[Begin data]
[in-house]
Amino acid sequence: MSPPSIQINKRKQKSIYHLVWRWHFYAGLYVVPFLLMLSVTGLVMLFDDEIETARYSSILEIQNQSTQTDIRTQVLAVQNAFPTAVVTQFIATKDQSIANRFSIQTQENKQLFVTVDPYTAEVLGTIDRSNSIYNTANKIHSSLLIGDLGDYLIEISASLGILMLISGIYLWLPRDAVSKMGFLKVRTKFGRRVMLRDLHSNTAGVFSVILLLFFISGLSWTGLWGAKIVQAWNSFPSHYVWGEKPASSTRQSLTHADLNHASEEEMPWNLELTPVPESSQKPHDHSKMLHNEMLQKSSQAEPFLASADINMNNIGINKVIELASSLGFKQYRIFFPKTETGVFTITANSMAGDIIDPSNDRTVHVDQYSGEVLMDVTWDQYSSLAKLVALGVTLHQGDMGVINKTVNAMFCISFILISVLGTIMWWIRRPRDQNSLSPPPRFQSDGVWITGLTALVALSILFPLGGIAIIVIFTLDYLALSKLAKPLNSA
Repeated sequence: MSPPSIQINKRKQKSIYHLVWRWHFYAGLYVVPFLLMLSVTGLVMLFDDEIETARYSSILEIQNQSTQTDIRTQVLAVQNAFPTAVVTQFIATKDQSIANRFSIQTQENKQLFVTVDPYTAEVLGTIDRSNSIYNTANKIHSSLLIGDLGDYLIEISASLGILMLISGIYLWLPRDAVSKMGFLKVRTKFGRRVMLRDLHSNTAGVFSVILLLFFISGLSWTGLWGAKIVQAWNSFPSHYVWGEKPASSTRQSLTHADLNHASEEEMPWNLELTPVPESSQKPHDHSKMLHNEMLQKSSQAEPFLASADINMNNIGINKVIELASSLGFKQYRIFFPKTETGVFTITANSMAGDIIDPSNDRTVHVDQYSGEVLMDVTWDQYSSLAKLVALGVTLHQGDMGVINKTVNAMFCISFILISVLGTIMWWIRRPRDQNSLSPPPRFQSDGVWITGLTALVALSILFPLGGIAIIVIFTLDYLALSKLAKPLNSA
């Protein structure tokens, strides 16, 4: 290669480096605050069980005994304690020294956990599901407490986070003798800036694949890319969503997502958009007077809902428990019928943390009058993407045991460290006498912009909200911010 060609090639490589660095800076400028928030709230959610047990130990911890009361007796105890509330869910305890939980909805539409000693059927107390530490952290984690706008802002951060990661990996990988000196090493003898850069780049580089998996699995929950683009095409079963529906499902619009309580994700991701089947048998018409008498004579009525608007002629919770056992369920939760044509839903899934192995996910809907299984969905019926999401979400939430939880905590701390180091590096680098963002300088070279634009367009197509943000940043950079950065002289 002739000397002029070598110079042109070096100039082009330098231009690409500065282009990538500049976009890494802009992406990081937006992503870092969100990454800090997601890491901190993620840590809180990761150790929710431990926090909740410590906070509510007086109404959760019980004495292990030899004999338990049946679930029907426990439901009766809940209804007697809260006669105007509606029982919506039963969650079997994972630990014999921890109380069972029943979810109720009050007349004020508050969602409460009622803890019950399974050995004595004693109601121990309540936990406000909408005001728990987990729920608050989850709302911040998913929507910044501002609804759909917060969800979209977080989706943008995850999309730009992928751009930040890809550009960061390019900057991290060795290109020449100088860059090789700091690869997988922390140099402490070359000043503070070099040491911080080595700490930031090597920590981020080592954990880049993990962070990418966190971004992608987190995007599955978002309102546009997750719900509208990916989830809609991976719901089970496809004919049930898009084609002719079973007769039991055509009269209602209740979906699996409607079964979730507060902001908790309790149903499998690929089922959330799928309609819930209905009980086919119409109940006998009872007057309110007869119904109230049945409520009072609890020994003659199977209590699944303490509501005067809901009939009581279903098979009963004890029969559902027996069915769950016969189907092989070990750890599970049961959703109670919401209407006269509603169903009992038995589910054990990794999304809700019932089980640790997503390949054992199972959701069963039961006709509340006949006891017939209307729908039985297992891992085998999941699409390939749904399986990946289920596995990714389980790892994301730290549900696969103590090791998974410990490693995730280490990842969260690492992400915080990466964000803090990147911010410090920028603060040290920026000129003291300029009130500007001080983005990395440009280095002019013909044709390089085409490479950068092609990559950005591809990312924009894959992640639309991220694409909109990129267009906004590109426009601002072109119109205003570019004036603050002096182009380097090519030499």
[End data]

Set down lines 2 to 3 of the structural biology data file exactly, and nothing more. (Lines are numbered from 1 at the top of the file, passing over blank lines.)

Amino acid sequence: MSPPSIQINKRKQKSIYHLVWRWHFYAGLYVVPFLLMLSVTGLVMLFDDEIETARYSSILEIQNQSTQTDIRTQVLAVQNAFPTAVVTQFIATKDQSIANRFSIQTQENKQLFVTVDPYTAEVLGTIDRSNSIYNTANKIHSSLLIGDLGDYLIEISASLGILMLISGIYLWLPRDAVSKMGFLKVRTKFGRRVMLRDLHSNTAGVFSVILLLFFISGLSWTGLWGAKIVQAWNSFPSHYVWGEKPASSTRQSLTHADLNHASEEEMPWNLELTPVPESSQKPHDHSKMLHNEMLQKSSQAEPFLASADINMNNIGINKVIELASSLGFKQYRIFFPKTETGVFTITANSMAGDIIDPSNDRTVHVDQYSGEVLMDVTWDQYSSLAKLVALGVTLHQGDMGVINKTVNAMFCISFILISVLGTIMWWIRRPRDQNSLSPPPRFQSDGVWITGLTALVALSILFPLGGIAIIVIFTLDYLALSKLAKPLNSA
Repeated sequence: MSPPSIQINKRKQKSIYHLVWRWHFYAGLYVVPFLLMLSVTGLVMLFDDEIETARYSSILEIQNQSTQTDIRTQVLAVQNAFPTAVVTQFIATKDQSIANRFSIQTQENKQLFVTVDPYTAEVLGTIDRSNSIYNTANKIHSSLLIGDLGDYLIEISASLGILMLISGIYLWLPRDAVSKMGFLKVRTKFGRRVMLRDLHSNTAGVFSVILLLFFISGLSWTGLWGAKIVQAWNSFPSHYVWGEKPASSTRQSLTHADLNHASEEEMPWNLELTPVPESSQKPHDHSKMLHNEMLQKSSQAEPFLASADINMNNIGINKVIELASSLGFKQYRIFFPKTETGVFTITANSMAGDIIDPSNDRTVHVDQYSGEVLMDVTWDQYSSLAKLVALGVTLHQGDMGVINKTVNAMFCISFILISVLGTIMWWIRRPRDQNSLSPPPRFQSDGVWITGLTALVALSILFPLGGIAIIVIFTLDYLALSKLAKPLNSA